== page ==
When there is more than one child at home, there are multiple times when it feels like a war situation. How to strike a balance and avoid the occasional fights, read on.
He did!” “No, she did!” “I knew you would side with her. After all, she is the younger one.” “Just because he is elder to me, he gets to go out with his friends at night and I don’t?” “You love him more, don’t you?” It goes on and on, isn’t it? Those of us who have grown up with brothers and sisters around are well acquainted with such situations.
A common story of every family; while some deal with them just fine, some face a real tough time. Sibling rivalry is a natural condition of competition and struggle for favouritism and fairness among children. If uncontrolled and let to flounder wildly, it could lead to ruining of relationships, both between the siblings and between the children and their parents.
THE CHILDREN STATE
The Love Deficit – Entry of a new brother or sister often means experiencing lower than the usual love and attention from the parents.
The Space Value – What was yesterday singly occupied will now be shared. It is equal to having an outsider encroaching on one’s personal property.
The Dangers of Distance – Feeling of extreme sense of jealousy and disappointment can lead children to become distant and even harm their siblings.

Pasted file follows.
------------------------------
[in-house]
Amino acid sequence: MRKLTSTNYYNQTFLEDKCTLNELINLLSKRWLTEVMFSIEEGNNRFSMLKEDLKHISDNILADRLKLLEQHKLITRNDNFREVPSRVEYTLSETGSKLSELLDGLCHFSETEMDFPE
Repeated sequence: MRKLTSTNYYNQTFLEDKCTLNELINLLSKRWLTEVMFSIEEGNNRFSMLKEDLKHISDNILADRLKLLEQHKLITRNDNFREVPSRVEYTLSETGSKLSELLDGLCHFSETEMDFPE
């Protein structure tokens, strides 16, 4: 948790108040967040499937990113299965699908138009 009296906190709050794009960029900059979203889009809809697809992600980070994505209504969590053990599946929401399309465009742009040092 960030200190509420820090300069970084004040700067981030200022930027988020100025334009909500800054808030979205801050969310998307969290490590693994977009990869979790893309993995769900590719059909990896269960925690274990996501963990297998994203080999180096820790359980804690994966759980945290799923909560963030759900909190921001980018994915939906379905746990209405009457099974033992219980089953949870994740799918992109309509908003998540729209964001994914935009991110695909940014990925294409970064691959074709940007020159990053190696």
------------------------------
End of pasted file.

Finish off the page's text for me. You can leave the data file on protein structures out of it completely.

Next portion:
The Unhealthy Competition– Children often indulge in a race to prove to their parents who is better than whom.
THE PARENTS STATE
The Attention Meter – Younger ones automatically command greater attention. Though unintentional, this could upset the other child.
The Unconscious Comparison – Parents often unconsciously compare one child with the other, leading to discrimination.
The Temperaments – Parents frequently fail to resolve the fights. Instead, many a time they resort to scolding, beating and punishing.
The Communication Crisis– Assuming that children will learn on their own can lead to parents not talking about such issues at all.
The Rule book
Reach out to the kids | Care about your sibling.
1. Prepare – Even before a new member is to come into the family, prepare the other kid(s) for the same. Tell them the demands a younger one has and hence, a lack of attention to the other should not be misunderstood.
2. Involve – Involve the elder child in taking care of the younger one. Make him/ her realise that they are an integral part of the same family and each one is supposed to take care of others.
3. Say NO to comparison and competition – Every child is unique and has his/her own qualities and potentials. Neither the parents, nor the children themselves, should bring in the feeling of comparison or competition. Be happy with what is. Teach the kids to help each other to improve.
4. Ground rules – In order to ensure, that neither of the children feels mistreated, lay some ground rules for their upbringing, for example, same timings for them to come back to the house when going out with friends, distribution of chores on an equal basis and the like.
FROM RIVALRY TO A SOLID RELATIONSHIP
We do not choose the family we are part of. Parents are the first people children expose themselves to right after coming into this world. It is natural for them to consider it their inalienable right to get the parents’ undivided love and attention. The smaller the age, the more is the craving. The presence of a sibling might introduce the elements of insecurity, apprehensiveness and jealousy. However, if brought up in an atmosphere conditioned with values and patience, they will grow up to develop solid relationships.